DAVIS — Tim Walsh thought the worst, and at this point, who’d call it pessimism?
The Cal Poly football head coach saw quarterback Chris Brown writhing on the turf at Aggie Stadium on Saturday after making a breathtaking 72-yard run to the 1-yard line believing he’d lost yet another quarterback.
After starting the season with five quarterbacks, four of which battled for the starting job, Walsh moved forward with the thought that three of those potential starters were gone and Cal Poly would have to finish off the Battle for the Golden Horsehoe against rival UC Davis led by redshirt freshman Tanner Trosin.
“When I got out there and I saw he was just a little tired, I said you’ve got to be kidding me,” Walsh quipped.
Yes, Brown missed a play, but he quickly caught his breath and came back to lead the Mustangs (4-5, 3-2 Big Sky Conference) to a 34-16 victory over the Aggies (3-7, 3-3 Big Sky).
In his first action since a miserable 24-10 home loss to Yale on Oct. 5 where he accounted for three turnovers, Brown put up the highest rushing total by a Cal Poly quarterback in program history, tallying 195 yards and three touchdowns on 22 carries and did not turn the ball over.
The rushing total is also the 10th highest single-game total by a player at any position in Division I program history.
The 72-yard run came midway through the third quarter on a third-and-11 play where Brown seemingly dropped back to pass and took a designed run to the right and sprinted through the heart of the UC Davis defense.
He split two defenders and appeared well on his way to a touchdown but slowed up at the end and was dragged down at the 1-yard line, where it appeared he may have hurt his shoulder going down.
Brown was pulled after the Yale loss partly for ineffectiveness but also because he suffered a partially torn hip flexor in that game.
Brown was unavailable for the two weeks following that and was still not 100 percent coming into the game. Could he have reaggravated that injury?
Nope. He simply ran out of gas.
“It was a great job by the O-line; they sold it perfectly,” said Brown, who ran three designed quarterback-draw plays over the course of the game and also had a 29-yard touchdown run and two 5-yard scores. “I just tried to get what I could out of it. I lost the air out of me, and that’s what made me come out on the next play.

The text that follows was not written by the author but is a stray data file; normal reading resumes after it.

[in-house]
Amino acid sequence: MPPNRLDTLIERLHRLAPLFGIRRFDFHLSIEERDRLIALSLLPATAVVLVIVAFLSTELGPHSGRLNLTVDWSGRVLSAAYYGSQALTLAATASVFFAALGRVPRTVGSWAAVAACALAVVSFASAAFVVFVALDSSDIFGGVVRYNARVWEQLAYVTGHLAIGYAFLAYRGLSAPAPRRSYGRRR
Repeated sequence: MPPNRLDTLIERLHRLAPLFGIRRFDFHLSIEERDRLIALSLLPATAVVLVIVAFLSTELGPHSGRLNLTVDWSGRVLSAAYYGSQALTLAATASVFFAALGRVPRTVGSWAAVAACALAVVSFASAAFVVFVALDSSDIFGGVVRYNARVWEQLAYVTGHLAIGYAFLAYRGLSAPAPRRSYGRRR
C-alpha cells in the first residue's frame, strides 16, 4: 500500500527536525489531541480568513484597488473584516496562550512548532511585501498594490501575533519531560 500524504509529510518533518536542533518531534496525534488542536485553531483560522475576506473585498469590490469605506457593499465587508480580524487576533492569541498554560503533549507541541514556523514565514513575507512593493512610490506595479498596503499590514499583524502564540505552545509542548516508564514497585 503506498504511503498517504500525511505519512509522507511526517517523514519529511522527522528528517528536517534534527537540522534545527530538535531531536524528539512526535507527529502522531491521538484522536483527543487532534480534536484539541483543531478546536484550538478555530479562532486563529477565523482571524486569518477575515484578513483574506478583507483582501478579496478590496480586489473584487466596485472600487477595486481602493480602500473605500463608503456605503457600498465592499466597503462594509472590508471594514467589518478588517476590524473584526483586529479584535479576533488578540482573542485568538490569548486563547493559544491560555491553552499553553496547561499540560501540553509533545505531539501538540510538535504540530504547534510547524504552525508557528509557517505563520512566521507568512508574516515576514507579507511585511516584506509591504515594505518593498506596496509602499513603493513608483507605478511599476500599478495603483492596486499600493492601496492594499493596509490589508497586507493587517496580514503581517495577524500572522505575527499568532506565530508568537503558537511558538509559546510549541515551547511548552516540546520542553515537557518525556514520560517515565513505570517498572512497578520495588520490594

“I couldn’t have done it without the other 10 guys on the field. The line did a great job this game. They gave me time when I needed it, and that’s the only way it was possible.”
Brown didn’t need the time to throw. He attempted just five passes. The one completion, however, was a doozy.
Backing an interception by senior safety Alex Hubbard that gave the Mustangs the ball at the UC Davis 42-yard line with a 20-16 lead and 9:20 left in the game, Brown hit senior fullback Akaninyene Umoh for a 15-yard gain on third-and-12 that kept the drive alive and led to a 5-yard touchdown run by Brown to effectively seal the victory, the second straight for Cal Poly in the annual rivalry game.
“Instead of them being backed up or punting the ball away,” first-year UC Davis coach Ron Gould said, “that was a critical moment where we had a chance to get a stop and didn’t get a stop.”
Aside from that catch, the rest of Cal Poly’s 429 yards of total offense came on the ground.
The 414 rushing yards were a season high for the Mustangs, who already led the FCS with 281 rushing yards per game. The 15 passing yards were a season low.
Though Cal Poly had only been passing for 156.2 yards per game, the play-calling signified a precipitous drop in passing plays.
Walsh warned before the game that the Mustangs needed to get back to their run-oriented foundation, and apparently that philosophy had something to do with what Brown had shown in the three starts he made after opening-game starter Vince Moraga went down with a season-ending knee injury against Fresno State in the second game of the season.
After Brown was sidelined, Cal Poly turned to sophomore Air Force transfer Dano Graves for the next three starts, but after Graves suffered a leg injury in last week‘s 17-13 loss to Northern Arizona, Walsh handed the ball back to Brown and kept it on the ground.
“The thing we want to do is play to our strength,” Walsh said. “We probably could have tried to” pass more.
“We’re not a good second-and-10 team and third-and-10 team. That’s not who we are. We wanted to do what we thought our players could do best, and we wanted to put the ball in his hands because we think he’s a dynamic runner, and I think he proved that he is.”